Speaking of the cattle industry let’s look at another peculiarity that is the Whatcom County Code as it pertains to enhancing the agriculture economy in Whatcom County. We have established that the dairy industry is a driving force in Washington, but let’s look at the cattle industry as a whole, to include beef cattle. When analyzing the 2012 Ag census numbers one will notice that roughly ¼ of the Ag economy in Western Washington is generated in Whatcom County in regards to farm gate sales, 67 percent of which is from the livestock industry alone. In 2007, there where almost 96,000 head of cattle in Whatcom County. This number is dominated by the dairy herd, but beef production in Whatcom County has been historically strong. It is a known fact that a dairy cow’s productive life is only so long, and when she no longer produces enough milk to pay for her groceries she is sent off to meet the fate that her beef cattle cousins meet at an earlier age. Given these facts, it comes as a surprise to most people that virtually nowhere in Whatcom County is it zoned to have a meat packinghouse. The only place that packinghouses are allowed in the current code is in the RIM zone or Heavy Industrial. Heavy Industrial property is not economically viable to support a small margin business such as animal slaughter as that zone is typically reserved for higher margin uses like oil refining. The RIM zone is not an option either and here is why. RIM stands for Rural Industrial Manufacturing. The RIM zones are all considered LAMIRDs by the Washington State growth management act. LAMIRD, Limited Areas of More Intensive Rural Development. The only uses allowed in a LAMIRD are uses that existed on the size, scale and intensity of pre 1990 uses. 1990 was the adoption of the state growth management act. As one can imagine there were no meat packinghouses in any of Whatcom Counties RIM zones prior to 1990, so there cannot be any now per state law. (RCW 36.70A) The county code allows for them in the RIM zone, but state law makes it a non-permitted use. So the strong economic data associated with livestock production in Whatcom County is there without capturing the benefit of the harvest of the animal, the processing of the carcass and the distribution of the locally raised meat. Imagine the economic boost that could be realized if the county code allowed for the harvesting of locally raised meats. Recently an ordinance was passed that would define meat packinghouses as an accessory use in the Ag district in Whatcom County allowing some capacity to process the tens of thousands of animals that are market ready each year in Whatcom County, clearly a welcome change to the county code that would greatly benefit the long term viability of agriculture in Whatcom County. Not so fast. The ordinance was challenged in court and pulled off the shelf by the county council after public outcry from environmental groups and concerned citizens citing things such as cholera outbreaks, rivers running red with blood and bad karma to name a few. (www.friendsofwhatcom.com)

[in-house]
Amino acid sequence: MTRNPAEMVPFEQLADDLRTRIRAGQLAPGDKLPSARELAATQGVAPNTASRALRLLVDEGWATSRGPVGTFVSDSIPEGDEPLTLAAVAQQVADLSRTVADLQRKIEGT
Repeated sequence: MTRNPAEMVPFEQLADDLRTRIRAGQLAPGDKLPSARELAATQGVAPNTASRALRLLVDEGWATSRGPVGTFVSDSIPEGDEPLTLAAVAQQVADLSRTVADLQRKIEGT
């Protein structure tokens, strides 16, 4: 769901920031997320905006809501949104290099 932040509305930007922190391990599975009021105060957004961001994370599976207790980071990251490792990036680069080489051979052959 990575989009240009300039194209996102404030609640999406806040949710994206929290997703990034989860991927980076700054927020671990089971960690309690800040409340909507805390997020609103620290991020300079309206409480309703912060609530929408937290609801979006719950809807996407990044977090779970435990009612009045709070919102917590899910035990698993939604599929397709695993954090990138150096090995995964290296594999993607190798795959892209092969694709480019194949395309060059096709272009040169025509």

The County’s comprehensive plan lays out a plan for preserving a large enough land base to sustain a viable Ag economy that is summed up with this paragraph; it even calls out meat processors by name. It reads: